Although they don’t quite cancel each other out as Madison hoped, they provide clear alternatives to the tired tropes in Washington and state capitals. These competing interests represent a public good because they assist in achieving a condition of mild political deadlock, continuing the debate.

Politicians have carefully expressed their true feelings about the Internet on many occasions, attempting to regulate, control, and centralize it. The only problem is most people appreciate what the Internet has become, and say so both online and on the ballot.

Every congressional candidate who signed a net neutrality pledge lost their race earlier this month. Additionally, there has been massive blowback against local ordinances that require bloggers to be registered or else face fines.

Politicians have also used the bully pulpit to dissuade the public from becoming too informed. President Obama recently told a group of students that information on the Internet “becomes a distraction, a diversion, a form of entertainment, rather than a tool of empowerment, rather than the means of emancipation.” That was only after our modern-day Mr. Spock admitted he is unable to use an iPod to browse the Web.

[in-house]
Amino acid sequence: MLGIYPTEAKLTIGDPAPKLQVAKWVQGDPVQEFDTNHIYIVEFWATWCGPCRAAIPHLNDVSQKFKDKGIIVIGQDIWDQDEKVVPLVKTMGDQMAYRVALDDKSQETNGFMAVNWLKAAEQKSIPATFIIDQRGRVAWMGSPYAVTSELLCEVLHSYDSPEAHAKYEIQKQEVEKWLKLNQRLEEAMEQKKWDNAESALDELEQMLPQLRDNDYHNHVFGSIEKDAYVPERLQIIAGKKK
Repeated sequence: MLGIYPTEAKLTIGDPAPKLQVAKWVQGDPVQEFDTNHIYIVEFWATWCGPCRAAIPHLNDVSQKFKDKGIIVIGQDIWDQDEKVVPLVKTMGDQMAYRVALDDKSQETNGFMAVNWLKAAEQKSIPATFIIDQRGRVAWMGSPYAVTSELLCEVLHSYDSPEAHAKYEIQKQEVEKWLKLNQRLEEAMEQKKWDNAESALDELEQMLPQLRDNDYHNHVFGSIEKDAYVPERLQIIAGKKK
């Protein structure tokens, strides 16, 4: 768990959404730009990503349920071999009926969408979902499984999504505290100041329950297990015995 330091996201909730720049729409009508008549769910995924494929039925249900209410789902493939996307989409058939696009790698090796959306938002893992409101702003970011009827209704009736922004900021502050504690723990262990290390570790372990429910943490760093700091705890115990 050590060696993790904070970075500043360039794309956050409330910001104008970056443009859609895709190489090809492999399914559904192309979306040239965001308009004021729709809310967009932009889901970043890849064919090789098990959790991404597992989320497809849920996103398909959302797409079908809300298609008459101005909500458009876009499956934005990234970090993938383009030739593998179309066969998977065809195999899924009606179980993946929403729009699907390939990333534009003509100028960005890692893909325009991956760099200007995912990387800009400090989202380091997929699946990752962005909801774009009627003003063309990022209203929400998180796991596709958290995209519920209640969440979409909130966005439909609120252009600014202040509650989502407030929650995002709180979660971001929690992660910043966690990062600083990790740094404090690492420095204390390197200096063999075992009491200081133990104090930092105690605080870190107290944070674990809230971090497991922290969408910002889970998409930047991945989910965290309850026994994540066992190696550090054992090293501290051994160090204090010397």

The ongoing kerfuffle over invasive security procedures at airports is only the latest example of how the “distraction” of information challenges the ability of politicians and bureaucrats to do what they want. While the Old Media and the TSA showcase polling that shows around 80 percent of Americans approve of the naked-body scanners, the Internet is abuzz with chatter about the harms of such scans and the inappropriateness of the intimate pat-downs to which all air travelers can now be subjected.

Although some say the fuss is due to a few loud rebels, it has reached a volume that those politicians who would willingly trade their constituents’ dignity for the mirage of full security can no longer ignore.